From Skidmore to Kenya and back
I drove from Saratoga Springs to New York City to catch a flight leaving JFK International Airport. Destination: Nairobi, Kenya.
Nearly two days later, I stepped into what will likely be one of the most remarkable experiences of my life.
My Life at Skidmore
Since I transferred to Skidmore, I’ve had one amazing experience after another.
But, so far, the one that surprised me the most was a life-changing opportunity in Kenya that Skidmore's Career Development Center introduced me to.
How did I get there? You can read about that here. What was it like? Read that below.
My Life at Skidmore, in Kenya
After a whirlwind trip and a few days to settle in Nairobi, I began my journey to the Rapha Community Center, a children’s home in Nyahururu, a tiny village northwest of Nairobi. Here, I would spend the next month.
Stepping out of a safari vehicle, everything seemed to stop momentarily as I soaked in the startled stares of 45 children.
They watched my every move, trying to figure out what this new “mzungu” (a Kiswahili word for “foreigner”) was all about. It took time to build their trust.
We started with tutoring sessions in the evenings, though it was only a matter of time before the girls begged me for my hairbrush so they could braid my hair. I only obliged them after I knew their homework was finished.
In our time together, I became particularly close with a girl in class seven named Maureen.
Every night, Maureen and I worked on math problems. But we also talked about other things. As she grew to trust me, I learned that listening to the challenges and triumphs of her life was just as important as math.
Maureen told me how her father left the family with no money or support system. I learned about the sacrifices her mother made to give her children happy and healthy lives. I came to know her two brothers, Wilson and Peter. And I came to see how, thanks to the program for which I was volunteering, all three children are receiving an education, safe housing and nutritious food.
But the children weren’t the only people initially wary of my presence. I also had to gain the staff’s trust.
I spent hours with the women in the kitchen peeling and boiling butternut squash, washing and cooking rice and chatting about the challenges Kenyan women face. I learned how to pick peas; weed carrots; and dry, beat, sift and sort beans. I helped to plant kale and cabbage in the greenhouse. I spent hours typing, printing and stapling exams in preparation for the end of the school term. I observed classes and spent time with the teaching staff, sharing stories from America.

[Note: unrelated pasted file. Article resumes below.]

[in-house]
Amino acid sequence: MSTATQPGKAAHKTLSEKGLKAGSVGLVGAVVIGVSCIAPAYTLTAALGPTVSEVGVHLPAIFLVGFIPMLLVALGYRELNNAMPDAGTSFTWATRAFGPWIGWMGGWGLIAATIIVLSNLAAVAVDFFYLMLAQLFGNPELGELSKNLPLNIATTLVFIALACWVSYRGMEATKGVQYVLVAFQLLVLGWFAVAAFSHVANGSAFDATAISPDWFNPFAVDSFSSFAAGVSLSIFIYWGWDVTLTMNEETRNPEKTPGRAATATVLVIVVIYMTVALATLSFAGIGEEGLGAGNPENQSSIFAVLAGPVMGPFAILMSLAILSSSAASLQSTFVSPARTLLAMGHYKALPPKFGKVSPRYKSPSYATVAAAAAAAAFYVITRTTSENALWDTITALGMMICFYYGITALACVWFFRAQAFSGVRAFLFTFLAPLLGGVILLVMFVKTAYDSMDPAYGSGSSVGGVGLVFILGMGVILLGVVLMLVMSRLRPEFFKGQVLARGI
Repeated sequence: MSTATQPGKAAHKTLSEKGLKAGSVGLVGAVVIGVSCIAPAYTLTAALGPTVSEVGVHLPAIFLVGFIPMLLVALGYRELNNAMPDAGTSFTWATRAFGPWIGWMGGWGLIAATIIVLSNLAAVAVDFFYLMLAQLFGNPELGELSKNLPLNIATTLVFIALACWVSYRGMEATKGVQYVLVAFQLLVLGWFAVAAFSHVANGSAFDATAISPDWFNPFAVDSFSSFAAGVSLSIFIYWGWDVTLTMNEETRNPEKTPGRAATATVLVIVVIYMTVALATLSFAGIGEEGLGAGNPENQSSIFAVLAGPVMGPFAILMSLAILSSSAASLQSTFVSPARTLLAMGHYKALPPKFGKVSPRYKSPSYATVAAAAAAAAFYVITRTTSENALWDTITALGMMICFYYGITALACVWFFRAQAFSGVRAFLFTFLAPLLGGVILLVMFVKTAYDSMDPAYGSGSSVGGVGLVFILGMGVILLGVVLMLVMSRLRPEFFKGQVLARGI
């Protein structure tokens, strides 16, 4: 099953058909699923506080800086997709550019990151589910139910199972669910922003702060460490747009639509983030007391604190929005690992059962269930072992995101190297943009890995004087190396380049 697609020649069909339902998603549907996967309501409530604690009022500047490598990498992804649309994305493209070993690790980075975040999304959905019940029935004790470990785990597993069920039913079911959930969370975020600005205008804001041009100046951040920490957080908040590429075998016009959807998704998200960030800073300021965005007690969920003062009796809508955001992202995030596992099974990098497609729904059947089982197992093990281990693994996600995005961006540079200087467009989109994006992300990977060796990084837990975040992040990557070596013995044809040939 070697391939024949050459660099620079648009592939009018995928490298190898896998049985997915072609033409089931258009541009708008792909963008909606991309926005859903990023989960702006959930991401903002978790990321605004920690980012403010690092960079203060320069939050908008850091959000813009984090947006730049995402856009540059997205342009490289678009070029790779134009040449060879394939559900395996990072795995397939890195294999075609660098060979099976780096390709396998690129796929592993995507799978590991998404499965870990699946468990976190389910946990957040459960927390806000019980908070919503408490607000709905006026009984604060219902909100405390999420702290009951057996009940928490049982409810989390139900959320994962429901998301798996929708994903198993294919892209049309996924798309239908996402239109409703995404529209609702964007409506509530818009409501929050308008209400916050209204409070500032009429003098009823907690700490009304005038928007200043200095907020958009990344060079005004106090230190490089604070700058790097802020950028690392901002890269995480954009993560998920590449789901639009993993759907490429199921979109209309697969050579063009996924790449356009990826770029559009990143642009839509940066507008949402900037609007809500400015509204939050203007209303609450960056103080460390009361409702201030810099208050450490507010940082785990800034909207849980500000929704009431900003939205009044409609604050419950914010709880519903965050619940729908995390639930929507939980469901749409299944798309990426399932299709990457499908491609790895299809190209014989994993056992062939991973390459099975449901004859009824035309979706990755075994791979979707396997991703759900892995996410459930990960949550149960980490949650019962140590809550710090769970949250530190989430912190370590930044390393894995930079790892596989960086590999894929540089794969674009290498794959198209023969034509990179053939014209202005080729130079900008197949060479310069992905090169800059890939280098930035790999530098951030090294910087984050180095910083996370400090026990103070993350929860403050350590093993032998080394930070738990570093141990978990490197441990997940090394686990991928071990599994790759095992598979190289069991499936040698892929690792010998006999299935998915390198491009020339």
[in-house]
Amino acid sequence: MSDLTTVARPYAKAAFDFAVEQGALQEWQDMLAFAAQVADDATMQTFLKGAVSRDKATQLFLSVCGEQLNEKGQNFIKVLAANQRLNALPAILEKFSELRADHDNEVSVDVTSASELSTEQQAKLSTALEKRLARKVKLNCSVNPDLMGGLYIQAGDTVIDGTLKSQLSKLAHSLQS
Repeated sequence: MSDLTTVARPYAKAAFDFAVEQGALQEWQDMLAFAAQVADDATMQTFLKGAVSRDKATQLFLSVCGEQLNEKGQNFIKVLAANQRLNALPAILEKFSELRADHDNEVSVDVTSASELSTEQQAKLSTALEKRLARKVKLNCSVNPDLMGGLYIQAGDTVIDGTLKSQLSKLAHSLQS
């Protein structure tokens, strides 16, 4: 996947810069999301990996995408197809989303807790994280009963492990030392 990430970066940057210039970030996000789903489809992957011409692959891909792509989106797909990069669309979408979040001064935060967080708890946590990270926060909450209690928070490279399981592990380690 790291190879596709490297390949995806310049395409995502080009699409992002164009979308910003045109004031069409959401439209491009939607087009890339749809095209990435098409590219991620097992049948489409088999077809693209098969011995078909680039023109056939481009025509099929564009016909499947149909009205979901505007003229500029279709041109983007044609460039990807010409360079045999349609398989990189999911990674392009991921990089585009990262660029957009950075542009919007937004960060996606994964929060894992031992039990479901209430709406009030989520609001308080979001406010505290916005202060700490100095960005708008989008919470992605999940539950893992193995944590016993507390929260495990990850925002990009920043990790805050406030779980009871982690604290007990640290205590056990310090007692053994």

Each moment was powerful, for all involved.
Before embarking on this journey, I had no idea what to expect. I was worried about the little things: Will I be able to survive without constant internet access? How greasy will my hair be after a week without washing? What if I get homesick?
But soon enough, I stopped worrying about the small materialistic concerns that so often distract me from what truly matters in life.
While I was in Kenya, I learned how to be a better friend, a better listener and a more supportive person.
I made genuine connections with adults and children different from me because I was forced to put my phone down, look people in the eye and ask, “How was your day? What are you feeling? Tell me your life story!”
Without conveniences and distractions, I was able to finally focus on the substance of life.
From trust comes an outpouring of love
On my last evening at the children’s home, all the girls received “new” shoes. Some had small scuffs or broken laces — they were all shoes that were deemed unusable by folks back at home.
One of the students, Rachel, asked me to record a video of her after she received her new shoes. In the video, she said “Thank you for giving us shoes. May God bless you all. Amen.” She asked me to show it to my family and friends at home so they could know how grateful she was to receive the shoes.
These girls, who have next to nothing, were overflowing with gratitude for one small gift.
Perhaps the more appreciative we are for the belongings we have, the more value we will place on them.
Lessons abounded from my experience in Kenya and some may not come until much later in my life. But what I will remember most was the outpouring of love.
Everyone at the children’s home cares for one another. The adults care for the children and each other and the children know how to support and love each other despite the challenges they have faced. They accepted me, a stranger and a foreigner, as one of their own and treated me equally despite my differences.
I am eternally grateful to Skidmore for giving me the opportunity to travel and work in Kenya. I learned about myself and the world in a way I could not only in a classroom or through a book.
Someday, I look forward to returning to the smiling faces of 45 beautiful children, eager to accept me with open arms.